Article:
Unlimited Soda Refill Ban: How France Tackles Obesity Problem

Obesity is linked to hypertension, heart disease and stroke. In a move to tackle the problem of obesity, restaurants, cafes and canteens in France are now banned from giving unlimited amounts of sugary drinks.

WHO said that obesity has already reached epidemic proportions globally with more than two million people dying each year as a result of being overweight or obese. Everyone has a vital role to play in contributing to obesity prevention.

Sugary Drinks Are Linked To Diabetes And Other Health Problems

According to Heatstreet, obesity in France is still below the average in the European Union (EU), but health officials have already responded to the World Health Organization's (WHO) call to tax sugary drinks, which is said to be linked to diabetes and other health problems. There is already a similar ban that is set to be introduced in Britain next year.

BBC reported that self-service "soda fountains" have been a feature of family restaurants and cafes in some European countries. The aim of this new law is to "limit, especially among the young, the risks of obesity, overweight and diabetes."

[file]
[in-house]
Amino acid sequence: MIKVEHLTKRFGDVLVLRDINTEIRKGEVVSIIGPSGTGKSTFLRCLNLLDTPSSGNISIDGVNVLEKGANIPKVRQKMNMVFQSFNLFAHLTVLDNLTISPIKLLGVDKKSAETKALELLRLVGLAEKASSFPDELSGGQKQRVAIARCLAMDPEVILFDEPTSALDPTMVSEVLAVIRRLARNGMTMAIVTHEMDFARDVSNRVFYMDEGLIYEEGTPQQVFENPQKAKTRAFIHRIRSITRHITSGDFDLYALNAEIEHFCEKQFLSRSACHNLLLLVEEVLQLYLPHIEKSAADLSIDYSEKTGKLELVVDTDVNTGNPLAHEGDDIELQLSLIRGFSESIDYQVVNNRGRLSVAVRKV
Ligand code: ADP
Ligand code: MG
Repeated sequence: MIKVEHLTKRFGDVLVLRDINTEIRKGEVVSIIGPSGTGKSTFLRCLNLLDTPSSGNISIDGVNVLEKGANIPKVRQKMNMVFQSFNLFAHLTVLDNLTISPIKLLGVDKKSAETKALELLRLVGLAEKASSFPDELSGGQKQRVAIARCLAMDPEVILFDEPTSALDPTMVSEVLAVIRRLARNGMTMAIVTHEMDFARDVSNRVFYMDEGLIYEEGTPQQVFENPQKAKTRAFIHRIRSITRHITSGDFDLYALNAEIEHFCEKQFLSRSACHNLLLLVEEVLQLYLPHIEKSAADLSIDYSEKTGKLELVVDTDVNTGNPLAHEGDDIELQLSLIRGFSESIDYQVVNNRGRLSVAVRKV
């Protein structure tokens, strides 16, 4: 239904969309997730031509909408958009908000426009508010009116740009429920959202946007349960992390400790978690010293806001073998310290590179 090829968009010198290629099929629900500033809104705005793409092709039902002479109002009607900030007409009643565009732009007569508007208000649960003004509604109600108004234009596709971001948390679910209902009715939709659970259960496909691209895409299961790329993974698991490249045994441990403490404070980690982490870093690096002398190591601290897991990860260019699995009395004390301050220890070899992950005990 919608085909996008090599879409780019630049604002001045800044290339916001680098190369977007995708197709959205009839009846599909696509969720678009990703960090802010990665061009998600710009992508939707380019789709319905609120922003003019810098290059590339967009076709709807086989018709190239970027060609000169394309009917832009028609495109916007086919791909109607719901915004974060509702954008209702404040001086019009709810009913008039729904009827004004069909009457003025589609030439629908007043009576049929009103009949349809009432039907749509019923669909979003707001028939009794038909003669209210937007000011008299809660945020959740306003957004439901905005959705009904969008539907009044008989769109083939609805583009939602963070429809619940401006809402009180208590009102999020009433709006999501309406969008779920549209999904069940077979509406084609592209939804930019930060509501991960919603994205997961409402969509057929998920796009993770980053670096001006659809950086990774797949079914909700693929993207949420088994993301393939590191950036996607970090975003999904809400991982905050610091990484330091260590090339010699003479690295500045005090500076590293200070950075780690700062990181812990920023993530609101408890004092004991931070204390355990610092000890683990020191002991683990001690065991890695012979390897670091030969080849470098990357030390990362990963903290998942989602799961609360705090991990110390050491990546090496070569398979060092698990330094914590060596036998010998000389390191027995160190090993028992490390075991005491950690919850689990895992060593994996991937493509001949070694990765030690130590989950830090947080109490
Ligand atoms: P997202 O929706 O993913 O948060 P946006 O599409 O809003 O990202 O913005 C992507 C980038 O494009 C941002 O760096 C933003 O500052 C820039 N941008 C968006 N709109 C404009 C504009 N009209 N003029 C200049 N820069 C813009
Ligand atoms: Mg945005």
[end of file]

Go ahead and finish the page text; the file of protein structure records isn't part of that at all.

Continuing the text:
Obese People Have A Higher Risk Of Getting Heart Disease And More

In a recent survey on adult obesity France at 15.3 percent which is just below the EU average of 15.9 percent. The survey also found that France is slimmer than the UK (20.1 percent) but fatter than Italy (10.7 percent). The new law will make it illegal to offer all-you-can-drink deals in France where the number of overweight or obese people has increased over the past few years.

When a person is obese, it means they have at least 20 percent more than what is considered a normal weight for their height. Although not everyone who is considered obese has these problems, but the risk of getting heart disease and stroke, diabetes, some cancers and sleep apnea are linked to being obese.

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